Sunday, 14 June 2009
Henry III and the Cult of the Confessor
We cannot say for certain what it was that attracted Henry III to the cult of the Edward the Confessor, the penultimate Anglo-Saxon King of England, though his devotion was real enough.
In The Reign of Henry III David Carpenter suggests the key period in the development of Henry's interest in the Edward cult came in the mid 1230s, closely tied up with a number of religious and political considerations. It's possible that the senior monks of Westminster, who had much to gain from the amplification of the Confessor, persuaded the king to take an interest in the native English saint. Henry also adopted Edward at the time of his marriage to Eleanor of Provence in 1236, suggesting that the acquisition of a personal saint was a sign of growing up.
The monarchy, moreover, was beginning to lose its Norman origins, acquiring a more English identity in the process. And what better way of doing this than by linking its destiny with that of an English royal saint. Henry was to take this one step further by giving his sons Edward and Edmund Anglo-Saxon names.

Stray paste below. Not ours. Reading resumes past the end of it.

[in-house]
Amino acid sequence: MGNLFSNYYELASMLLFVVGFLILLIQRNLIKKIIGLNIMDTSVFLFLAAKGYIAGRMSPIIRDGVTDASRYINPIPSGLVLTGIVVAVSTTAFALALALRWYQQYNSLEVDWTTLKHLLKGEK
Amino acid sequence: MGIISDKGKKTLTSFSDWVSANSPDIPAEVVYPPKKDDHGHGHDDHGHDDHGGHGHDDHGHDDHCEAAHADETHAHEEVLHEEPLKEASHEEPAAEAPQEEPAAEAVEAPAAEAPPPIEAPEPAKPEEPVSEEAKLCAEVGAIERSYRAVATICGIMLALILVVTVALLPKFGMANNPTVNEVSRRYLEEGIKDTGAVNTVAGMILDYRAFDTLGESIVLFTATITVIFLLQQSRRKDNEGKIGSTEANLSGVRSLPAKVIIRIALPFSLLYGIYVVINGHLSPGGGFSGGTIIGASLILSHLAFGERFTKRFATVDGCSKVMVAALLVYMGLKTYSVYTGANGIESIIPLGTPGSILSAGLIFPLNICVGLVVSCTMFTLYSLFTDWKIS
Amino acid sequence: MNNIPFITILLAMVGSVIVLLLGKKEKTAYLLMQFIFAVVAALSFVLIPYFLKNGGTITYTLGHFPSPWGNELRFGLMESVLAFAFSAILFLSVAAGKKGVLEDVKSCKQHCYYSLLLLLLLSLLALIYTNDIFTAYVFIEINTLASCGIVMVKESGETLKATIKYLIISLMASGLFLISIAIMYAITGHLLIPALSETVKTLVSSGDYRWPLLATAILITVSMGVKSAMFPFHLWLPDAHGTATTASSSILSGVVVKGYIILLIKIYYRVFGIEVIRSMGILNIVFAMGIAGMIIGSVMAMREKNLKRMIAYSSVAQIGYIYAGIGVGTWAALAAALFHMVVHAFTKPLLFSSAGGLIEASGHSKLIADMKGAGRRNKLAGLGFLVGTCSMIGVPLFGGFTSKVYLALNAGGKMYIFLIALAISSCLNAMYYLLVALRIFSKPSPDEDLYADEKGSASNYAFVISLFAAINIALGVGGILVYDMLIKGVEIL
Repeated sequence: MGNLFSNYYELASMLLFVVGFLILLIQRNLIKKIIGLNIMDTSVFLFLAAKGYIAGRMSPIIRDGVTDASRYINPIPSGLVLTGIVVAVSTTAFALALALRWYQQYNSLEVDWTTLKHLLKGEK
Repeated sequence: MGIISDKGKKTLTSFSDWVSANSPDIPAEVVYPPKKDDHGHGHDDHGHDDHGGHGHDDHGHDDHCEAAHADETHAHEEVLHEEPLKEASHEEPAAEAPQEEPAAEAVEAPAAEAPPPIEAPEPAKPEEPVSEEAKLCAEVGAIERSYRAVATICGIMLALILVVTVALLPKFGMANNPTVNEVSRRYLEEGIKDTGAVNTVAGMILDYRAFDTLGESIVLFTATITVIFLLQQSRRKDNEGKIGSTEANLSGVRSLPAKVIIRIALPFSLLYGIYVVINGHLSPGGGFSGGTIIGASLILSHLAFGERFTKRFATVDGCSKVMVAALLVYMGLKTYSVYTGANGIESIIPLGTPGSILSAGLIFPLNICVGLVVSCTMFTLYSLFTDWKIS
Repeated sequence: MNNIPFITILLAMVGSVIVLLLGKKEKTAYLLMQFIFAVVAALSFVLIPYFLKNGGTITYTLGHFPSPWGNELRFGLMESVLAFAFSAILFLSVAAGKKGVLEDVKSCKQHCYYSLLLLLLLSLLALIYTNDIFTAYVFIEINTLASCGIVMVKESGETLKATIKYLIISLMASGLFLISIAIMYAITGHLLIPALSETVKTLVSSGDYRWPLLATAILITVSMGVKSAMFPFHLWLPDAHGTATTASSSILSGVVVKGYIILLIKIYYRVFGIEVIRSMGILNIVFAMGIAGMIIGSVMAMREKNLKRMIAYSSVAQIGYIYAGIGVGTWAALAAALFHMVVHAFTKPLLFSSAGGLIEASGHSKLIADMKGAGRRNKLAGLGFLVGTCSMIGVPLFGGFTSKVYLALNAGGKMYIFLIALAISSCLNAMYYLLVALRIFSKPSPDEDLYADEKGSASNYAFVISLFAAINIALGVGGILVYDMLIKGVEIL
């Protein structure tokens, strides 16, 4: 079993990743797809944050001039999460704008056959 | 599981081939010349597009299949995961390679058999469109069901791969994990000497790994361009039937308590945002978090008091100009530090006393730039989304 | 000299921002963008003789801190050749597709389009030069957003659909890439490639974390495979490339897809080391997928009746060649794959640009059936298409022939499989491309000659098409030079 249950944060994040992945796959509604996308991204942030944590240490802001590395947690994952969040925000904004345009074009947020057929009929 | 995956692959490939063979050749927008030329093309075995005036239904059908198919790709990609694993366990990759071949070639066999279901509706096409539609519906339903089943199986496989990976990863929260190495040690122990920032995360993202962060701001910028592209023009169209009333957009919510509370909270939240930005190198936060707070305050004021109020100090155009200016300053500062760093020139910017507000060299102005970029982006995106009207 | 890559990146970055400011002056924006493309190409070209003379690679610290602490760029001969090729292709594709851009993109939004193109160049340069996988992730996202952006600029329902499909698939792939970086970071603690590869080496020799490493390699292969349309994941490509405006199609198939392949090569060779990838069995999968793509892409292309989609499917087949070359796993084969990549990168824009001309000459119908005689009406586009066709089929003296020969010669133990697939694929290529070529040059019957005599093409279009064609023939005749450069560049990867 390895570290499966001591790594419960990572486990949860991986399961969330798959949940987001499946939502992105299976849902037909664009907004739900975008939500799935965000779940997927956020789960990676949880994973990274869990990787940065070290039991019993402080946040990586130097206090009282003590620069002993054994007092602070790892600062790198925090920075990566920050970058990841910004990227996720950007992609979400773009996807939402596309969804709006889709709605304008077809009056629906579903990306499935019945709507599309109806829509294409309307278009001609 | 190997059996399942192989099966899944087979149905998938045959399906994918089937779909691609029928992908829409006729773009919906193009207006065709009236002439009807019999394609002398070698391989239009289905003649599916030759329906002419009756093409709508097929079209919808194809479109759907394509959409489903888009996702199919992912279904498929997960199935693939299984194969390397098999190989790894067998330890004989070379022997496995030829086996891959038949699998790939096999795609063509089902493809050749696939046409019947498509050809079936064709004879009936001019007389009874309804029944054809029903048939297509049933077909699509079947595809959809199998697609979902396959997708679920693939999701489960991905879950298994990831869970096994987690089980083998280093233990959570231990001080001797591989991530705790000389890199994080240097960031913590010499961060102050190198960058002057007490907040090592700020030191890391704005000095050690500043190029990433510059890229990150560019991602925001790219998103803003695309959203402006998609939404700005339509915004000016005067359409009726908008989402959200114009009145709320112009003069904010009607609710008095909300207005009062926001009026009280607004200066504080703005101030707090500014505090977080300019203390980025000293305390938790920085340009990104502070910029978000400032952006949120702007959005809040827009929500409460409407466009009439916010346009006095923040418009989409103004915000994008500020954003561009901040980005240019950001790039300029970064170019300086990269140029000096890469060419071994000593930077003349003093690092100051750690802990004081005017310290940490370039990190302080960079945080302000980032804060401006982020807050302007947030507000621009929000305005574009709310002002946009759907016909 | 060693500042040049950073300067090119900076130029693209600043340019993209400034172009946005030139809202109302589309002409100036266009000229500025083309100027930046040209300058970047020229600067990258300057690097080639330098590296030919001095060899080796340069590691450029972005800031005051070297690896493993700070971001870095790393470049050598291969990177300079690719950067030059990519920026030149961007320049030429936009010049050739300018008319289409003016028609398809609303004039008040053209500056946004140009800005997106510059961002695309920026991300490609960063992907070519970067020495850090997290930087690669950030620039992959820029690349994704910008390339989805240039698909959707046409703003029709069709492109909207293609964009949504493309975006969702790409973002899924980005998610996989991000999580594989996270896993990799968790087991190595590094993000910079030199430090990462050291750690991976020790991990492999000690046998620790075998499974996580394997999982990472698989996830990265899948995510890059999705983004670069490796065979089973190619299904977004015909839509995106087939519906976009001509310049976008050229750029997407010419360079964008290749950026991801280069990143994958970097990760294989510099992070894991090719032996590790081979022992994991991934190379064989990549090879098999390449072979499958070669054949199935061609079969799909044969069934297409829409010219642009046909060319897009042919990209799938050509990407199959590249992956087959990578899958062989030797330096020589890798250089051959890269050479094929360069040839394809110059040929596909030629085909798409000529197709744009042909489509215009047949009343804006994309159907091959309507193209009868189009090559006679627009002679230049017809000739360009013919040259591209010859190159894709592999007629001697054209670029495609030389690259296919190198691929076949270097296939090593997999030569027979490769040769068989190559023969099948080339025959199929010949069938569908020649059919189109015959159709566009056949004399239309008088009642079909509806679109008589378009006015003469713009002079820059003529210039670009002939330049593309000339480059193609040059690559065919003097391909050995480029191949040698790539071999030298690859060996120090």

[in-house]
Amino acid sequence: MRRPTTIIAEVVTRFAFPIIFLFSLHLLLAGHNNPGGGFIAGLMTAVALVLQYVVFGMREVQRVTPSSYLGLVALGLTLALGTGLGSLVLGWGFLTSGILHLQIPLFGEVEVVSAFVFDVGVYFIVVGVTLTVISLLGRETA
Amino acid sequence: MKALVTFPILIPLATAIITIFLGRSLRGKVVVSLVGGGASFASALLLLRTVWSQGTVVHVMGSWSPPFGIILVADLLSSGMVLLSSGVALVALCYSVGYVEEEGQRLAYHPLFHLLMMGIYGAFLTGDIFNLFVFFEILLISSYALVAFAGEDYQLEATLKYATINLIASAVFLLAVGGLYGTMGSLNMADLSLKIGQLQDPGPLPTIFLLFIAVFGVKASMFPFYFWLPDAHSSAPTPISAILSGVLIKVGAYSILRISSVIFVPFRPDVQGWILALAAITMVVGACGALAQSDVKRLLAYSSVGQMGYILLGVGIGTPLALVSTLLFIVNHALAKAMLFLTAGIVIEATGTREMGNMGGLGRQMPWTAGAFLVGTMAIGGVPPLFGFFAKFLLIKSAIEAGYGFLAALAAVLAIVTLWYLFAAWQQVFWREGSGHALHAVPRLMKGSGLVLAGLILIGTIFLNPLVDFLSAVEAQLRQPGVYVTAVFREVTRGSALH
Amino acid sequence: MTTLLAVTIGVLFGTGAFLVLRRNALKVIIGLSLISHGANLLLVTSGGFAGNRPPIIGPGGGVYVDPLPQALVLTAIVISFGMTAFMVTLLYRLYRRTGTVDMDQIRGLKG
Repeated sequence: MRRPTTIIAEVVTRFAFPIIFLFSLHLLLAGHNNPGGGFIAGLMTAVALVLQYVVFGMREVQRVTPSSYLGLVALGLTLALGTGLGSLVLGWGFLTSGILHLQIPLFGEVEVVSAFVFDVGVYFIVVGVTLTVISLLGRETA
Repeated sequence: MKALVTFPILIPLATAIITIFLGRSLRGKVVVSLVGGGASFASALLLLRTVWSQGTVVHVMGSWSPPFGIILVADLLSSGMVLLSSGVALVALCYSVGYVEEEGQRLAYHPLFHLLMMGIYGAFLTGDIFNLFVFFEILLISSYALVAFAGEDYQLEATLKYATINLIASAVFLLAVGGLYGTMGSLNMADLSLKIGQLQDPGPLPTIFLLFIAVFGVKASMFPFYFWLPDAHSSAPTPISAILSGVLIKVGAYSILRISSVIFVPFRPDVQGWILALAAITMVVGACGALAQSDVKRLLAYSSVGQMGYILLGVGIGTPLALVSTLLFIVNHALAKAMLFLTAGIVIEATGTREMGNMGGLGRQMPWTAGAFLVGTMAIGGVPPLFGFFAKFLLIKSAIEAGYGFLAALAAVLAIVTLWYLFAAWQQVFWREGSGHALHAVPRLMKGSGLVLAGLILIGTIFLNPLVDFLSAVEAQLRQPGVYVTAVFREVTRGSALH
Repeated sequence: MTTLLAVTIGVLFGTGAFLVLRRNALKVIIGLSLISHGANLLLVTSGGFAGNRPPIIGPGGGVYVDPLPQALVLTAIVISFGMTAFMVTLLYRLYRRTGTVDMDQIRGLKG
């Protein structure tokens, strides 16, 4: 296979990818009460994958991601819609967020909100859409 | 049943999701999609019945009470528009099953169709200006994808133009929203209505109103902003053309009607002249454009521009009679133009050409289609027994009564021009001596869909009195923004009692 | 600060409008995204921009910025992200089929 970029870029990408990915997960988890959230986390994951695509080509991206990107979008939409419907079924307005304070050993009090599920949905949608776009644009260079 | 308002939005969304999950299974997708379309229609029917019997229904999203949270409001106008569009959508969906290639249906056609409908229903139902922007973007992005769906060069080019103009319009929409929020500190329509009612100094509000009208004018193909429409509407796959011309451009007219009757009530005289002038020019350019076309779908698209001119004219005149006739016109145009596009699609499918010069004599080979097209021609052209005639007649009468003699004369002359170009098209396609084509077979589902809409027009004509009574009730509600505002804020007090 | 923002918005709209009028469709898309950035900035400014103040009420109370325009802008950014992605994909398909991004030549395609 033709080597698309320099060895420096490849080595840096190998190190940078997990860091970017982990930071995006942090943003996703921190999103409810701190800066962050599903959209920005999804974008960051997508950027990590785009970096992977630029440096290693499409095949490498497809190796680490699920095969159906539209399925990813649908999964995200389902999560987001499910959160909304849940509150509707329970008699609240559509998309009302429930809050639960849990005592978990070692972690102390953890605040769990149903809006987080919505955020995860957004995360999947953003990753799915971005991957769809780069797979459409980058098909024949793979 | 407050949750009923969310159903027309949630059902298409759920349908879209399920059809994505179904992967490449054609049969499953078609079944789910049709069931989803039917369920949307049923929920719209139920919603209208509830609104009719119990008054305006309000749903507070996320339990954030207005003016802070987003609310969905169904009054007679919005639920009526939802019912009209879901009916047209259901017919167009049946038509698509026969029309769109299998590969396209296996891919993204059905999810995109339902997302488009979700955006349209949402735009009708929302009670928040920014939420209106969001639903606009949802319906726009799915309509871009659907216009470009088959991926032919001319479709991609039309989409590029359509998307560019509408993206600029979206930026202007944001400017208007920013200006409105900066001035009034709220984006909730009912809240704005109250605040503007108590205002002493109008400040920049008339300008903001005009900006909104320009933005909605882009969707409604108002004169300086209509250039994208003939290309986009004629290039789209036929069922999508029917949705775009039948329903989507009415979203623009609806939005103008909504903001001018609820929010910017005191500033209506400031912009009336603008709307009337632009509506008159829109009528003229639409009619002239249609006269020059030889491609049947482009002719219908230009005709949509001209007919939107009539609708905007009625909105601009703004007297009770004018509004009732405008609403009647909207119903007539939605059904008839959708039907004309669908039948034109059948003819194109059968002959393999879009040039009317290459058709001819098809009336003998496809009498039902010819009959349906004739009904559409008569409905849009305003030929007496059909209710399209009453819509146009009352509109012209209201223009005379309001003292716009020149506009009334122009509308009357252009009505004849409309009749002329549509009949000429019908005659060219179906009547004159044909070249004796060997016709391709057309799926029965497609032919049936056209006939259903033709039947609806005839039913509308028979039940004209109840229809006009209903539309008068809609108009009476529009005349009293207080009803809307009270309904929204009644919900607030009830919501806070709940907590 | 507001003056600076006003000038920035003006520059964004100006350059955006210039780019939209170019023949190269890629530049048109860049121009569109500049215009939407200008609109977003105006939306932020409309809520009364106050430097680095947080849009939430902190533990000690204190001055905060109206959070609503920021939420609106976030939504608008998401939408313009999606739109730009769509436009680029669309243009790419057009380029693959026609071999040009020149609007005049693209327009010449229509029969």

I should add that while Edward was certainly a suitable subject for devotion he was not the best model of Medieval kingship, which required altogether more earthly qualities. Henry's lavish devotions were high among the factors that led to a new round of baronial wars, in the course of which a far worldlier Edward came to the rescue of the crown.